Rangeland condition rating – Western Australia

Page last updated: Thursday, 16 July 2020 - 7:31am

Officers of the Department of Primary Industries and Regional Development (DPIRD) assess rangeland condition to provide advice on planning and managing grazing pressure on leases, and for requirements of the Soil and Land Conservation Act 1945 and the Land Administration Act 1997. Lessees and managers can use the same assessment method to track changes in livestock carrying capacity and resource condition, and improve sustainable rangeland resource use.

Rangeland condition is a function of soil erosion and pasture condition

DPIRD's rangelands officers use the matrix of soil erosion extent and pasture condition ratings to arrive at the rangeland condition score (good, fair or poor) for each monitoring site or lease inspection point during assessments. Lessees and managers are informed of when rangelands officers will be visiting their lease and they are invited to accompany officers during assessments.

The matrix for rangeland condition

Table 1 Matrix for determining rangeland (resource) condition based on combining scores for extent of soil erosion (Table 3) and pasture condition (Table 2)
Rangeland condition matrix

Pasture condition rating
1 or 2

Pasture condition rating

Pasture condition rating
4 or 5

Soil erosion rating
Good Fair Poor
Soil erosion rating
1 or 2
Good Fair Poor
Soil erosion rating
Fair Poor Poor
Soil erosion rating
4 or 5
Poor Poor Poor

Pasture condition ratings

Table 2 Pasture condition rating (adapted from Payne et al. 1979)
# Rating Description
1 Excellent or very good for the land unit/vegetation type, the compositions and cover of shrubs, perennial herbs and grasses is near optimal; free of obvious reductions in palatable species or increases in unpalatable species, or the habitat type supports vegetation which is predominately unattractive to herbivores and is thus largely unaltered by grazing.
2 Good Perennials present include all or most of the palatable species expected; some less palatable or unpalatable species may have increased, but the total perennial cover is not very different from optimal.
3 Fair Moderate losses of palatable perennials and/or increases in unpalatable shrubs or grasses, but most palatable species and stability desirables still present; foliar cover is less than on comparable sites rated 1 or 2 unless unpalatable species have increased.
4 Poor Conspicuous losses of palatable perennials; foliar cover is either decreased through general loss of perennials or is increased by the invasion of unpalatable species.
5 Very poor Few palatable perennials remain; cover is either greatly reduced, with much bare ground arising from loss of stability desirables, or has become dominated by a proliferation of unpalatable species.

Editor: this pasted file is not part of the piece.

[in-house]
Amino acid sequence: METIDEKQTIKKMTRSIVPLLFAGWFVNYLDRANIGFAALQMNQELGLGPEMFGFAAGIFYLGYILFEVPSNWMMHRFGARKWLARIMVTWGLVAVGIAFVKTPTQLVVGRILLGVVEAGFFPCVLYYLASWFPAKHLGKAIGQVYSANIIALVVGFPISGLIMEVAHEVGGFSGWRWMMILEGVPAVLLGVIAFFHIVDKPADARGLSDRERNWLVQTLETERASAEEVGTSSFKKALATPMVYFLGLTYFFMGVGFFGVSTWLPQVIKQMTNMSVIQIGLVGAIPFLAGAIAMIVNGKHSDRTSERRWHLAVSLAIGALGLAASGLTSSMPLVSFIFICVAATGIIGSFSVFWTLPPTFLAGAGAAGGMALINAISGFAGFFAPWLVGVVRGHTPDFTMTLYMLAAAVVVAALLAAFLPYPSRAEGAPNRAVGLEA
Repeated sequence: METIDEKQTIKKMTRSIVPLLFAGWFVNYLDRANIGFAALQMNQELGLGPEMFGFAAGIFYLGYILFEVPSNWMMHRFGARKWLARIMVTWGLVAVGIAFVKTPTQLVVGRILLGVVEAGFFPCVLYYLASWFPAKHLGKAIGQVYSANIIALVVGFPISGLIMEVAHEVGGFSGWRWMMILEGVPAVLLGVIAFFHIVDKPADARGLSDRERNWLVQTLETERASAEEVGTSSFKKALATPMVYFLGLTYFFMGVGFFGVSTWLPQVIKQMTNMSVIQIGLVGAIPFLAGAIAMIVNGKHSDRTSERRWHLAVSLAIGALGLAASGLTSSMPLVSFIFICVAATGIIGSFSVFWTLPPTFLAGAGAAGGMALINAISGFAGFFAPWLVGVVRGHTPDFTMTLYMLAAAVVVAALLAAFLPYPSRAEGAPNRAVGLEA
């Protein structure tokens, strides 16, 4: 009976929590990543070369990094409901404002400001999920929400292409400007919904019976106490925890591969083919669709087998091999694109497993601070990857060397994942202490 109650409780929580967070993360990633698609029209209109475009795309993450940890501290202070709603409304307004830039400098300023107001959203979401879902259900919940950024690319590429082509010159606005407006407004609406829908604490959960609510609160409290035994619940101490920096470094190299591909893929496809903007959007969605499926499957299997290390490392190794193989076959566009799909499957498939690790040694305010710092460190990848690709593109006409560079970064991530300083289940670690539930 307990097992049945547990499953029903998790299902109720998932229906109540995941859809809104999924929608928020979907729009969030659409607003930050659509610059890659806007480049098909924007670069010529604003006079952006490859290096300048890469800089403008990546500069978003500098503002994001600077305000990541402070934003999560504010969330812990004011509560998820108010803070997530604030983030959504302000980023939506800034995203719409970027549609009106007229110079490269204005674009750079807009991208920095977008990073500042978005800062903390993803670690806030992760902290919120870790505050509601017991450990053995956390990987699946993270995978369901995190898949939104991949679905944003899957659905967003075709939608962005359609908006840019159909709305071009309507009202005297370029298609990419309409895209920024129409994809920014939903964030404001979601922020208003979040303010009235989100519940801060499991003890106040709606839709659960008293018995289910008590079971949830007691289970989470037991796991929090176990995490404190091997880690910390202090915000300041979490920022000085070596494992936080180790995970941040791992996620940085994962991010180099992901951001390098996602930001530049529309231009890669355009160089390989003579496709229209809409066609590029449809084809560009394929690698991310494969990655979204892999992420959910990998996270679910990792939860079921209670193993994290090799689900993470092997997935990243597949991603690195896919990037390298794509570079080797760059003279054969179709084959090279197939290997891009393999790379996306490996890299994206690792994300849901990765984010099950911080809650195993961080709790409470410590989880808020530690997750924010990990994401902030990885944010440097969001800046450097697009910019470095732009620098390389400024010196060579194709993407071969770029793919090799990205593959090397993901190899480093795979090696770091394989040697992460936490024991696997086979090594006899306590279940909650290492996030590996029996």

Soil erosion ratings

Table 3 Soil erosion rating
Rating Severity Percentage of assessment area affected
0 No accelerated erosion present 0%
1 Slight erosion <10%
2 Minor erosion 10–25%
3 Moderate erosion 25–50%
4 Severe erosion 50–75%
5 Extreme erosion 75–100%

Types of erosion to be assessed

Table 4 Types of erosion present to have quantitative assessment. Use the ratings in Table 3 for each erosion type present
Code/rating Erosion type present
A Microterracing/sheeting
B Scalding/capping
C Pedestalling
D Rilling/guttering
E Guttering/gullying
F Accelerated accretion of soil material

Soil surface condition categories

Rangeland condition is also indicated by soil surface characteristics, as part of landscape functional analysis. Soil surface condition describes the soil’s capacity to retain water, and to remain stable and productive under variable conditions (Table 5). Note: these condition categories are recommended in the pastoralist managed site assessments – Grassland sites.

Table 5 Soil surface condition categories and description
Condition Description
Very good stable soil surface (no topsoil loss occurring); many physical barriers, including decomposing litter, live plants and fallen timber, to retard water flows and promote infiltration
Good soil surface is mostly stable (no or little topsoil loss occurring); some accumulated litter and live plants; minor evidence of loss of water or litter from site
Fair some signs of topsoil loss; some litter, but with little evidence of decomposition; reduced obstructions to intercept water flows, including few live plants
Poor significant topsoil loss; minimal litter present; few obstructions to intercept water flows
Very poor almost total loss of topsoil; exposed soil surfaces are impermeable; very few objects to intercept water flows; no accumulated litter; no live plants.

Management options

DPIRD's rangelands officers provide advice on management options for maintaining or improving rangeland condition and can help organise group training workshops on sustainable rangeland management and remediation/rehabilitation techniques where resources are available.


Payne, AL, Kubicki, A, Wilcox, DG & Short, LC 1979, 'A report on erosion and range condition in the west Kimberley area of Western Australia', Technical bulletin 42, Western Australian Department of Agriculture, viewed 21 November 2016 http://researchlibrary.agric.wa.gov.au/tech_bull/54/.

Payne, AL, Van Vreeswyk, AME, Pringle, HJR, Leighton, KA & Hennig, P 1998, 'An inventory and condition survey of the Sandstone–Yalgoo–Paynes Find area, Western Australia', Technical bulletin 90, Department of Agriculture, Western Australia.

Contact information

Matthew Fletcher
+61 (0)8 9166 4019
Wayne Fletcher
+61 (0)8 9690 2135
Commissioner Soil and Land